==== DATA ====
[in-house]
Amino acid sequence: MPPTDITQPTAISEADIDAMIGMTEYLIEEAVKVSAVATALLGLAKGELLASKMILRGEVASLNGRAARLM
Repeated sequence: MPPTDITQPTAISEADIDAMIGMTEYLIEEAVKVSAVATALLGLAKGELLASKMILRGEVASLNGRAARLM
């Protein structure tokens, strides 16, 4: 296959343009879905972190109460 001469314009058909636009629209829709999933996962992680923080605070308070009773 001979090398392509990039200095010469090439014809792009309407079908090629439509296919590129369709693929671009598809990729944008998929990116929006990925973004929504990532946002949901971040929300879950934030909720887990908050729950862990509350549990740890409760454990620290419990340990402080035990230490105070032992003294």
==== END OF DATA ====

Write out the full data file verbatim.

[in-house]
Amino acid sequence: MPPTDITQPTAISEADIDAMIGMTEYLIEEAVKVSAVATALLGLAKGELLASKMILRGEVASLNGRAARLM
Repeated sequence: MPPTDITQPTAISEADIDAMIGMTEYLIEEAVKVSAVATALLGLAKGELLASKMILRGEVASLNGRAARLM
């Protein structure tokens, strides 16, 4: 296959343009879905972190109460 001469314009058909636009629209829709999933996962992680923080605070308070009773 001979090398392509990039200095010469090439014809792009309407079908090629439509296919590129369709693929671009598809990729944008998929990116929006990925973004929504990532946002949901971040929300879950934030909720887990908050729950862990509350549990740890409760454990620290419990340990402080035990230490105070032992003294």